New year, new budget

The start of the year is a good time to review financial trends, establish goals, and make choices that will help you have some financial discipline. This financial discipline—how you spend and save—will help you achieve long-term monetary goals. Often, that means prioritizing a larger, long-term reward over an enticing, but smaller, short-term benefit. For example, enjoying an extravagant dinner is fun for a few hours, but using that money to pay down your credit card may save you a lot in interest over the long run. And if one of your long-term goals is to be debt free, making a larger credit card payment now moves you closer to achieving that goal in the future.

Conforming spending and saving behavior to financial goals may come easier for some than others. But everyone can work on honing this skill. Researchers have found that certain strategies can establish and improve the self-control needed to spend and save wisely.

Build the habit of self-discipline

Whatever your age, income, or life situation, these steps can help you lay the foundation for a disciplined approach to managing your money.

Assess your financial situation. To exercise financial discipline, you need to know where you stand currently. How in control of your finances do you feel? How prepared would you be if you were to face a financial setback or emergency? At this point, you may want to consider your future financial goals.

Develop a financial plan. Once you’ve assessed your situation, identify any areas in which your current actions don’t line up with your future goals. Then, think about what you could do to improve this alignment. Let’s say one of your goals is a secure retirement but you’re currently contributing little or nothing to your retirement account. You might draw up a budget that allocates more money for retirement savings—and less for clothes, gifts, or entertainment.

Set guidelines and rules for yourself. Setting guidelines for yourself is a prerequisite for financial discipline. You can’t follow your own rules if you don’t know what they are. Speak with a financial counselor if you need some help creating your financial plan.

Set target dates for goals. For example, you might set a goal to pay off your mortgage early. First, focus on a date instead of how many weeks, months, or years are left to go. Then, create a detailed plan outlining how much you will have to pay extra each month to pay it off by that date. Studies show that framing time this way is more conducive to long-term financial patience. 

Expand your knowledge. No matter how much or how little you know about money management, there’s always more to learn. Consider taking a class or webinar on investing or buying a home. You may leave with not only more information but newfound inspiration for avoiding impulsive choices.

Manage your emotions. Do you make impulse purchases when you’re feeling stressed or depressed? If your emotions rule your wallet, you may have an increased likelihood of spending more than you intended or making regrettable purchases. Pay attention to your emotional triggers for spending. Then, develop strategies for handling them in a less costly way.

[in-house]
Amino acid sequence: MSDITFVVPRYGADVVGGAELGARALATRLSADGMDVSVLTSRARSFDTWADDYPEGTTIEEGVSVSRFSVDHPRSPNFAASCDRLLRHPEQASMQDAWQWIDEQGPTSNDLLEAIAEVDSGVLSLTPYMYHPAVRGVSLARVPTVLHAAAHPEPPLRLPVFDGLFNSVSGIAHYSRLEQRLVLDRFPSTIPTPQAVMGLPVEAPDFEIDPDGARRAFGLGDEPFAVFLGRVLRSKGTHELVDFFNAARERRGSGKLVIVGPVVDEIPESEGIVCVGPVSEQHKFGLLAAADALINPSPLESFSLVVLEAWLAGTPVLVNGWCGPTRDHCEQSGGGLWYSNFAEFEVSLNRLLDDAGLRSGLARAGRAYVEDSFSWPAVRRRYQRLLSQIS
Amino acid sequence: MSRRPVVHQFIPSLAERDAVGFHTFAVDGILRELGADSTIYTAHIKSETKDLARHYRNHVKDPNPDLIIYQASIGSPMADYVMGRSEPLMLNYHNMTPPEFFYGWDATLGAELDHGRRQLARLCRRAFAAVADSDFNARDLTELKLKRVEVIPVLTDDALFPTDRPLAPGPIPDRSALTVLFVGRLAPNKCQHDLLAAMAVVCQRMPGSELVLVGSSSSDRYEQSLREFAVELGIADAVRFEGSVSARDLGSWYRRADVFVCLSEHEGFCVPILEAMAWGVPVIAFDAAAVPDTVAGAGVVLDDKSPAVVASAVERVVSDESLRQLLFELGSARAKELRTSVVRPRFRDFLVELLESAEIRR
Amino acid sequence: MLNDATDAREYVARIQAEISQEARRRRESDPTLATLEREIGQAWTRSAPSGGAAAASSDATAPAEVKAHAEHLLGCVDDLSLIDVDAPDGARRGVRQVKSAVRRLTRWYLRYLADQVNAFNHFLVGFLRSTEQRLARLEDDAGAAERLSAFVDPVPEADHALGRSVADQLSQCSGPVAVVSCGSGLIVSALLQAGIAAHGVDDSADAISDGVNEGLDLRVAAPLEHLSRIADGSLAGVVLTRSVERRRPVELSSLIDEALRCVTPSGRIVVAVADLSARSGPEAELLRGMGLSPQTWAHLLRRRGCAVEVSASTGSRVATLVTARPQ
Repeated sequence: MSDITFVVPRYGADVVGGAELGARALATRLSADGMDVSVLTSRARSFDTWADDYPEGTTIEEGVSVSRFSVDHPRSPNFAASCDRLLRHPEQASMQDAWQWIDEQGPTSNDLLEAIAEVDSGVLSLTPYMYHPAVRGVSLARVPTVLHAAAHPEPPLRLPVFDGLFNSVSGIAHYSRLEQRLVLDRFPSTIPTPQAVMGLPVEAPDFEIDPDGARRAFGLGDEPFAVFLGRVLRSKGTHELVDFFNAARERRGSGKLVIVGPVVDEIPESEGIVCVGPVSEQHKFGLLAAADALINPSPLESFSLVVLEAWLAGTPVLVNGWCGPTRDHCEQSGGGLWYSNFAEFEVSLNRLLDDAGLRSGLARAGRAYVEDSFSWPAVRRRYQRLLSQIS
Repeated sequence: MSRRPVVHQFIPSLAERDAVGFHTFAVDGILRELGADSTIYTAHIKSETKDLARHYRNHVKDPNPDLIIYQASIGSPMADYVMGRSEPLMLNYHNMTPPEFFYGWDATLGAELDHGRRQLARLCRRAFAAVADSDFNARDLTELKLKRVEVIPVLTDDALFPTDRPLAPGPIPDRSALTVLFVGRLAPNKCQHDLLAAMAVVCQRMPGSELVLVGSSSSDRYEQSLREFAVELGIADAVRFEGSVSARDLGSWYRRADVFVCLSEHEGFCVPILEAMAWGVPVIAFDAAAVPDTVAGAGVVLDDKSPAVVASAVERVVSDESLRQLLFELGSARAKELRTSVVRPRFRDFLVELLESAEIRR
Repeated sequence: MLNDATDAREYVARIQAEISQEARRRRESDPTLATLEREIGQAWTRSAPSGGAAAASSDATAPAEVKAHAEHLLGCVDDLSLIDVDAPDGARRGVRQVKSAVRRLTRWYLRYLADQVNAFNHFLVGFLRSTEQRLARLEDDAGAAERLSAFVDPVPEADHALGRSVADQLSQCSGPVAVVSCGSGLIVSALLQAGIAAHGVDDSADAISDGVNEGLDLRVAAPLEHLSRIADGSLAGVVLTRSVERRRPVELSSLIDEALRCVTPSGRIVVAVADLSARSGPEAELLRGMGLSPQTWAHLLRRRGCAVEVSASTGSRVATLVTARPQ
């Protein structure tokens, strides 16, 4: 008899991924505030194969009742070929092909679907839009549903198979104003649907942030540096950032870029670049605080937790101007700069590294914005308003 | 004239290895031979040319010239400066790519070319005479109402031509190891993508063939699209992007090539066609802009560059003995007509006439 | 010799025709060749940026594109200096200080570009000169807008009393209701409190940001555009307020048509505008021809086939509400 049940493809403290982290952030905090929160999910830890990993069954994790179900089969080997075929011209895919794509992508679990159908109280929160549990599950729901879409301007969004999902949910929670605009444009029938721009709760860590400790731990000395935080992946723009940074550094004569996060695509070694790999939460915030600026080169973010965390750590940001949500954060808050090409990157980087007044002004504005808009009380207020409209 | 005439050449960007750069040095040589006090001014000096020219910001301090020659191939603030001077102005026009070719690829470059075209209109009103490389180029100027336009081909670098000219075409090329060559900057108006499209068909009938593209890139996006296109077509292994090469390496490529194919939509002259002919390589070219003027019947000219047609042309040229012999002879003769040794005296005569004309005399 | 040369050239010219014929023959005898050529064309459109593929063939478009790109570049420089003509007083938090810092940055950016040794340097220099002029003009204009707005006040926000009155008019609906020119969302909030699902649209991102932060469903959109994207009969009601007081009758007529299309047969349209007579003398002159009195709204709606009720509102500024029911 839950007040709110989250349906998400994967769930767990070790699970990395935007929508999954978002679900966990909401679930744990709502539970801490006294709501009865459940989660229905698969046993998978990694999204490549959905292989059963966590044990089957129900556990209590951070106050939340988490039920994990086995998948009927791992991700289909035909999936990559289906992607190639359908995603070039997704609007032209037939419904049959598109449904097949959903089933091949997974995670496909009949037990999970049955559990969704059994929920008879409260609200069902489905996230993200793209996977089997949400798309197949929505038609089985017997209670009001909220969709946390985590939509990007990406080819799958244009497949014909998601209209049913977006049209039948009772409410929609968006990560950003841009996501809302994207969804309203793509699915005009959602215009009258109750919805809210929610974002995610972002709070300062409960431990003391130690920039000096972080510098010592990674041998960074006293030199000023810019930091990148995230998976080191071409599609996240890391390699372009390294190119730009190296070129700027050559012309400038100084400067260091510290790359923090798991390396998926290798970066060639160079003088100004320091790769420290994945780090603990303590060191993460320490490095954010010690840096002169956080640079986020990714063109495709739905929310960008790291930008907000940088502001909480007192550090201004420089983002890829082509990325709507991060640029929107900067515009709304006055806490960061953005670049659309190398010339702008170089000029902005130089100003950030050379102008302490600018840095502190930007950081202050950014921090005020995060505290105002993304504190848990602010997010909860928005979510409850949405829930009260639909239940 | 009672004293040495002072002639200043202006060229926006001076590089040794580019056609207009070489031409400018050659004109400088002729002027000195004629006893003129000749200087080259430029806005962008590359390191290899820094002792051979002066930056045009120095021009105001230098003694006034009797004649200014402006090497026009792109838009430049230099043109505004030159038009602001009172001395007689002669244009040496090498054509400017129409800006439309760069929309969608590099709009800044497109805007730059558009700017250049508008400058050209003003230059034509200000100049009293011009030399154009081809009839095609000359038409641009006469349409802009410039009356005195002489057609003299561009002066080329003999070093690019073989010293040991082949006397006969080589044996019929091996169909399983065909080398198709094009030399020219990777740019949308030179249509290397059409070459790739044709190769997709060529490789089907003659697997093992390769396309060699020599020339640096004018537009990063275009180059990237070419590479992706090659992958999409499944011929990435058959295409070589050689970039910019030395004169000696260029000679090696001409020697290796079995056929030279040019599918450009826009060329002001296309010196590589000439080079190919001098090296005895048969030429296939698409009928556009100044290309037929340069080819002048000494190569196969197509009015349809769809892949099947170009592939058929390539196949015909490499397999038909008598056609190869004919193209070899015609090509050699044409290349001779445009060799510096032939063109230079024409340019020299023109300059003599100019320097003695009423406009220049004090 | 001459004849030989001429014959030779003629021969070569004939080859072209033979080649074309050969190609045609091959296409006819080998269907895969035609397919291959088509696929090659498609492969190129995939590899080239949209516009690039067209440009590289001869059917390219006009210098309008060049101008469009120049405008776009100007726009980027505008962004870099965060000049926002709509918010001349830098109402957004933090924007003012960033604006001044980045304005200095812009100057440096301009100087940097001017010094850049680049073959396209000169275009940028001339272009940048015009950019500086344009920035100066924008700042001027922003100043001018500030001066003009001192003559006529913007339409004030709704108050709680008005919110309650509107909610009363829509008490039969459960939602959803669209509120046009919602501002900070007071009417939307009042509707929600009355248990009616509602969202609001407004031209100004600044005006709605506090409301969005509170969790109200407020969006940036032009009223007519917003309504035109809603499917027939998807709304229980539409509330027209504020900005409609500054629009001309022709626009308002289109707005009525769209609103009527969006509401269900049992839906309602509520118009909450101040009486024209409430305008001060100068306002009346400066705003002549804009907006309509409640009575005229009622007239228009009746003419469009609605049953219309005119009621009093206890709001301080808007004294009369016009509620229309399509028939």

Bolster your financial willpower

Financial discipline is like any skill: You can improve it through practice. These tips can help strengthen your self-control with money.

Keep close tabs on spending. Make a habit of recording and reviewing what you spend each day. Use a notebook or money-management app and compare what you’ve spent to what you have budgeted. Research shows that self-control is more likely to falter when you lose track of your behavior. 

Don’t overtax your self-control. Studies show that trying to make too many choices at once can deplete your willpower. When that happens, you’re prone to hasty, ill-advised decisions. To avoid this, pace your financial decision making as much as you can. Prioritize your goals and focus on the one or two most important goals. If you start feeling overwhelmed, take a break and do something else for a while, but set a time and date to go back and make those pending decisions. Give your willpower a chance to recover.

Remove the element of choice. Another way to give your willpower a break is by reducing the number of choices you need to make. Set up automatic contributions to your savings and investment accounts. 

Focus on dreams for the future

The ability to focus on your future is important for prioritizing long-term goals. Take a few minutes to visualize what your future will look like.

Imagine yourself at different points in time—two or five or 20 years from now. Then remind yourself that the choices you make today influence where you will be at those times. It’s easier to stick to the plan when you think of financial discipline not as depriving yourself today but as giving yourself the future you want. 

Source: Lifeworks

If you need additional support with managing debt and mental health, take advantage of Dallas ISD’s Employee Assistance Program (EAP) by LifeWorks, which is free for employees, 100 percent confidential, and available to all employees and their dependents. 

Sessions through the EAP are available by phone, virtual, and in person. Employees can also find tips, articles, self-assessments, and topical features focusing on specific EAP resources available through the EAP smart App.

To start on your wellness journey please visit or reach out to the EAP by calling 972-925-4000 and selecting option 3 for EAP.

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